Isaac Milman's Arbeit Macht Frei (Work Sets You Free)
Book review by Monica Friedman
A Hidden Child Visits Auschwitz, Where His Parents Died in the Holocaust
Some tales demand that their authors set them down in print, and this nonfiction book for middle-grade readers is such a one. Isaac Millman, who survived World War II as a hidden child, travels to Auschwitz, where his parents were murdered by Nazis. Accompanying him are his two grandchildren. The younger child, twelve-year-old Milo, narrates the story.
In reality, the foreword explains, Millman took this journey with his adult sons, but, in the interest in writing a children’s book, he has “taken liberty,” and replaces them with the younger companions. This creates a stark, deliberate perspective in which the child is able to experience the journey and report what he has learned with little judgment or philosophy.
Illustrations make up the bulk of the work, with warm watercolors showing the grandfather and his grandchildren holding hands as they venture through unfamiliar landscape. Snapshots of the past, such as the crematoria and the latrines, are rendered in charcoal to create distant imagery. The most tangible artifacts of the journey—the boy’s Eurorail pass and the death certificate of Millman’s father—are sharp scanned reproductions, an interesting contrast with the book’s dream-like landscape.
Review continues below.
Children are eased into the subject matter through the medium of the family’s train trip from Paris, France to Krakow, Poland, during which time we are introduced to the grandfather’s pain as he explains, “Auschwitz was the largest Nazi death camp during World War II and the site where hundreds of thousands of Jews were murdered.” The boy’s internal monolog adds texture to this pronouncement, as he thinks “of Grandfather Isaac, all alone at the age of nine…. I consider the thousands of Jewish children who lost their moms and dads in the war. I know in that moment how lucky I am to have parents.”
Milo’s perspective is Millman’s perspective, as the boy’s musings give voice to Grandfather’s internal conflict in a way that children do not often express. These discordant moments serve as a bridge for Grandfather to communicate his own difficult emotions. When a German border guard checks passports, the text reports, “I sense that the unpleasant harsh sound of German makes Grandfather dislike him.” Later, as they pass under the iconic “Arbeit Macht Frei” gate, “I sense Grandfather’s anger at the cynicism behind the meaning of ‘Work Sets You Free’.” This is, perhaps, the text’s major flaw. Rather than forcing a child to tell his story, Millman could have created a more powerful work had he chosen to write from his own perspective, telling his story to a child, in his own voice.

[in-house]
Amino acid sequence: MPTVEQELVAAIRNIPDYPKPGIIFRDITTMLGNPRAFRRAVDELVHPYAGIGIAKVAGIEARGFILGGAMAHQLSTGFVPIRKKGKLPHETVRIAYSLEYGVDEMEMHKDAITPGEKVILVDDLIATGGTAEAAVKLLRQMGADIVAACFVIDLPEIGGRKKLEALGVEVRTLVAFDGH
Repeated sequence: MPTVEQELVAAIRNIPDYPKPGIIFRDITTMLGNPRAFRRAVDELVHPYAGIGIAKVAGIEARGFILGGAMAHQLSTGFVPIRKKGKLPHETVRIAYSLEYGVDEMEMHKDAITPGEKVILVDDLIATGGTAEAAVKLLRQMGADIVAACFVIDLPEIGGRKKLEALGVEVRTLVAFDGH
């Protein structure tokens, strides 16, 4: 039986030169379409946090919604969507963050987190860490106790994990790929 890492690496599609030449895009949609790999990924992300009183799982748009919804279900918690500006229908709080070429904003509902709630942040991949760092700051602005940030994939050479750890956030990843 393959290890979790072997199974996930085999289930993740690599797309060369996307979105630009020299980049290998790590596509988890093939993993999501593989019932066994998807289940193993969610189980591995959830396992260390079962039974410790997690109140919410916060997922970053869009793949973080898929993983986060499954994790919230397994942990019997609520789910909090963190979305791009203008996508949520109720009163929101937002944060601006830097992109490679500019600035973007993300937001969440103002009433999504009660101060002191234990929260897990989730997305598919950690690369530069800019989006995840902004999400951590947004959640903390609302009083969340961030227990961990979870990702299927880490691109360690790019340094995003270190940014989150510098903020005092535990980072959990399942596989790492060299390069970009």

Auschwitz, as a place and as an experience, is, for the author, one of hopelessness and confusion. When Milo asks, “Why did Nazis hate Jews, Grandfather?” Grandfather says, “A difficult question and one impossible to answer.” Grandfather did not come to Aushwitz for answers, but rather to mourn the past. In a field behind the freight cars, “We dig a hole, 4 inches by 7 inches by 6. And then, amongst the white daisies and the flutter of butterflies, in the freshly dug hole, Grandfather buries a photograph of his beloved parents.” They recite Kadish, the Jewish prayer for the dead, and return home.
The bright colors of the present day and the dim, sketchy quality of the past delineate two worlds. The sepia-toned photograph Grandfather places in the hole provides thoughtful contrast against the bright green grass. For the boys, reality exists in colors, and the past is held in grainy black and white images and in the words of their elders. The text, rendered entirely in Comic Sans, might serve as another indicator of the vast gap between the generations, or it might simply be a poor layout decision: every line is centered on the page, creating an awkward effect. This book could have benefited from an editor’s touch: a good one would have vetoed these choices and might have suggested reverting to the Grandfather’s point of view for a more honest and believable story.
As it stands, this book could serve as a decent introduction to Holocaust studies for the very young, or for an older, reluctant reader in search of a simple story on which to base a book or history report. However, it also serves as a testament to Millman’s parents and a gift to his family, along with others who lost their lives in Auschwitz, and remains extremely personal and heartfelt. For Millman, the reality of this story, and his parents’ memory, will always live through the medium of the text.
For the Grandfather, the colorless images hold their own reality. On the last page, in black and white, the “Arbeit Macht Frei” gate is depicted again, this time with Milo giving voice to Millman’s hopes: “When my brother and I become parents, we will tell our children…. In turn their children will tell their children and their children will tell theirs.” Millman shares Arbeit Macht Frei (Work Sets You Free) because he must, “to ensure that their lives, their struggles, their triumphs and the final journal will live on in us.”
Also by the author: Hidden Child.
Read more of Monica's reviews.
Webmaster's note: The reviewer received a copy of the book from the publisher.
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